The suspected Paris attacker captured in Belgium on Friday planned to commit a suicide bombing during last November's terror spree, but backed out at the last minute, a French prosecutor said Saturday.
Salah Abdeslam, 26, who was seized in the Brussels neighborhood of Molenbeek, told Belgian investigators he was going to be a suicide bomber at the Stade de France soccer stadium — one of the three sites that was attacked Nov. 13 — but ultimately decided against it, Paris Prosecutor Francois Molins told reporters.
Abdeslam allegedly rented the car that carried a group of terrorists to the Paris stadium, as well as the car that carried a separate team to the Bataclan theater, where most of the 130 victims were massacred. Investigators believe Abdeslam drove a car carrying one of the groups.
Molins said Abdeslam ditched his suicide vest after he drove the others to Paris, but he didn't say why.
The information confirmed what investigators had suspected. The car Abdeslam drove was abandoned in northern Paris, and his mobile phone and an explosive vest he may have had were later found in the Paris suburb of Montrouge, raising the possibility that he aborted his mission.
Abdeslam was believed to be the final suspect at large in the terror attacks. He was injured during his capture, and left the hospital Saturday, the mayor of Brussels said.
Another man, Monir Ahmed Alaaj, and three members of a family that allegedly hid Abdeslam, were also arrested in the Belgian capital, the federal prosecutor's office said.
"The two suspected terrorists have left [the hospital] ... Well done and thank you to all the personnel at the hospital and all the police forces," Brussels Mayor Yvan Mayeur tweeted Saturday morning.
Abdeslam and Alaaj were charged by the investigating judge with participation in terrorist murder and participation in the activities of a terrorist organization, the Belgian Federal Public Prosecutor's Office also said Saturday.
One of the other men arrested was charged with participation in the activities of a terrorist organization and hiding of criminals, while a second was charged with hiding of criminals but has not been placed into custody. A third family member was released without any charges.
Abdeslam, who was shot in the leg during the raid that nabbed him, will now face police questioning and a fast-track effort to extradite him to France.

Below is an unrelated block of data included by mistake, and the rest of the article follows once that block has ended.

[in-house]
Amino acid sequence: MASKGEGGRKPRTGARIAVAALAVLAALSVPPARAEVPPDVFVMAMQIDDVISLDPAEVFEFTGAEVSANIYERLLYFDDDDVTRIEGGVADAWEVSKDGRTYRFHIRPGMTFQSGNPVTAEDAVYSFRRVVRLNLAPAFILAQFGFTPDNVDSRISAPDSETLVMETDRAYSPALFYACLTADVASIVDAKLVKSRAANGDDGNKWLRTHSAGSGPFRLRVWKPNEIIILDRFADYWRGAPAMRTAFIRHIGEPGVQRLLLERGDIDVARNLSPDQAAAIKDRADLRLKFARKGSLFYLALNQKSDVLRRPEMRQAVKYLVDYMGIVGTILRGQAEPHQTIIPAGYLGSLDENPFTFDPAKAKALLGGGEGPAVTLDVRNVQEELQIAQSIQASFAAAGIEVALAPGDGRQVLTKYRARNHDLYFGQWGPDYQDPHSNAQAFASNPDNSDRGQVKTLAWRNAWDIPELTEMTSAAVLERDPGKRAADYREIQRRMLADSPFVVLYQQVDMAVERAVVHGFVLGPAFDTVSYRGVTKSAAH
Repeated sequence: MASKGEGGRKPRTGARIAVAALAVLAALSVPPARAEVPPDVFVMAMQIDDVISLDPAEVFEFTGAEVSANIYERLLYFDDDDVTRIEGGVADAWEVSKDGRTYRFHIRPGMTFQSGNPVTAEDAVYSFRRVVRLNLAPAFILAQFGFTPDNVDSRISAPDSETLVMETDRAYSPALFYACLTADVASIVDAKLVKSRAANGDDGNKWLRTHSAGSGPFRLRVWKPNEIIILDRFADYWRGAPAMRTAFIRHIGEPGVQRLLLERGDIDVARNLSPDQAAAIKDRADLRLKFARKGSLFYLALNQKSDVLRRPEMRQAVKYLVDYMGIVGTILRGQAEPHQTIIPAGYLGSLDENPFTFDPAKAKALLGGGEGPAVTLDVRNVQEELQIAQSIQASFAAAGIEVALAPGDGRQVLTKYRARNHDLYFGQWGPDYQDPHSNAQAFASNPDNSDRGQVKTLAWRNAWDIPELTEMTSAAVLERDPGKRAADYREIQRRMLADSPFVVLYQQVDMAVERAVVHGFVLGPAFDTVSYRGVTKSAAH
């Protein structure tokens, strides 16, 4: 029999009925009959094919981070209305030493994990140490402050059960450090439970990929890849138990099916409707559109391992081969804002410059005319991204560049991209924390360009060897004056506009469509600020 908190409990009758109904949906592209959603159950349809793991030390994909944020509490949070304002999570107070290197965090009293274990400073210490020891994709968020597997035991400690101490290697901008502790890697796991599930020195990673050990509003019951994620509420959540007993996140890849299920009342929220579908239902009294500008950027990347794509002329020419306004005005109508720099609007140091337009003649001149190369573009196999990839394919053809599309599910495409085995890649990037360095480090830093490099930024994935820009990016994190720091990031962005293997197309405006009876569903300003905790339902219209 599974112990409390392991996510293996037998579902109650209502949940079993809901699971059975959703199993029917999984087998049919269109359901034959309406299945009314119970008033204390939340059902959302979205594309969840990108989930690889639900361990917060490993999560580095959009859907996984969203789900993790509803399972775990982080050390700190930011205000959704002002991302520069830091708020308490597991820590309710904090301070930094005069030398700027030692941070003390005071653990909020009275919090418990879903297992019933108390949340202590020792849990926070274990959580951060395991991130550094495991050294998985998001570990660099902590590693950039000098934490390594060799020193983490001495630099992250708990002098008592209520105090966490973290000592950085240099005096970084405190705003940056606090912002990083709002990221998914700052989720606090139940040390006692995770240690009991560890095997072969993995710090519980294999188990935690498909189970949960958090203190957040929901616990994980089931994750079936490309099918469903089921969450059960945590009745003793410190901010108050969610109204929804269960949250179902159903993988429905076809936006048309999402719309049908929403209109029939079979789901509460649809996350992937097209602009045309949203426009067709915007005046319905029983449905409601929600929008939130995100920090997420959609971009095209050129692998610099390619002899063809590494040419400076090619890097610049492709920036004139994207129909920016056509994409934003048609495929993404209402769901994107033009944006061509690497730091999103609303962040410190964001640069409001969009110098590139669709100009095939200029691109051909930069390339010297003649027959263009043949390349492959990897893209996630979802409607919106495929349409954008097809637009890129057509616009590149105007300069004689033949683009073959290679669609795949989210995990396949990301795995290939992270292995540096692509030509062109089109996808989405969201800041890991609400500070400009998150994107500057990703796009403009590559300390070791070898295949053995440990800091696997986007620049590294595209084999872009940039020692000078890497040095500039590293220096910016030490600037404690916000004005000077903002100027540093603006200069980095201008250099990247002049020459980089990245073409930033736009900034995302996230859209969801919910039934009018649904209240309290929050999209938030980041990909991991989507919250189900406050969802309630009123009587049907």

Abdeslam's lawyer, Sven Mary, told reporters in Brussels that he plans to fight extradition.
"He is cooperating with Belgian justice," Mary said Saturday. "France is asking for his extradition. I can tell you that we will refuse the extradition to France."
Abdeslam's capture brought relief to people who have seen his "wanted" poster plastered across two countries for months. But French President Francois Hollande warned that more arrests will come as authorities try to dismantle a network involved in the attacks that is much larger than originally suspected.
The coordinated ISIS attacks on Nov. 13 targeted cafes, in addition to the concert hall and stadium. One of Abdeslam's brothers blew himself up that night, while another had repeatedly urged Abdeslam to turn himself in during the international manhunt for him.
In addition to driving the car, investigators believe Abdeslam rented rooms and shopped for detonators. Still, Abdeslam's role in atrocity has never been clearly spelled out.
French and Belgian anti-terrorism prosecutors plan a teleconference call Saturday during which matters, including Abdeslam's extradition, will be discussed, said Belgian Federal Prosecutor's Office spokesman Thierry Werts, according to The Associated Press.
"The French judicial authorities will send an extradition request very soon" and "the Belgian authorities will answer it as favorably as possible, as soon as possible," Hollande said Friday, speaking next to Belgium Prime Minister Charles Michel.
One survivor of the attacks said she welcomed the news that Abdeslam had been captured, but still felt numb.
"I wouldn't say that I felt any relief that (he) has been arrested because it's really hard to put just one face to such a huge atrocity," said Charlotte Brehaut, a France 24 journalist. "Obviously I think it is such an important step ... and we can't lose sight of that, but at the same time it's one person in a larger operation."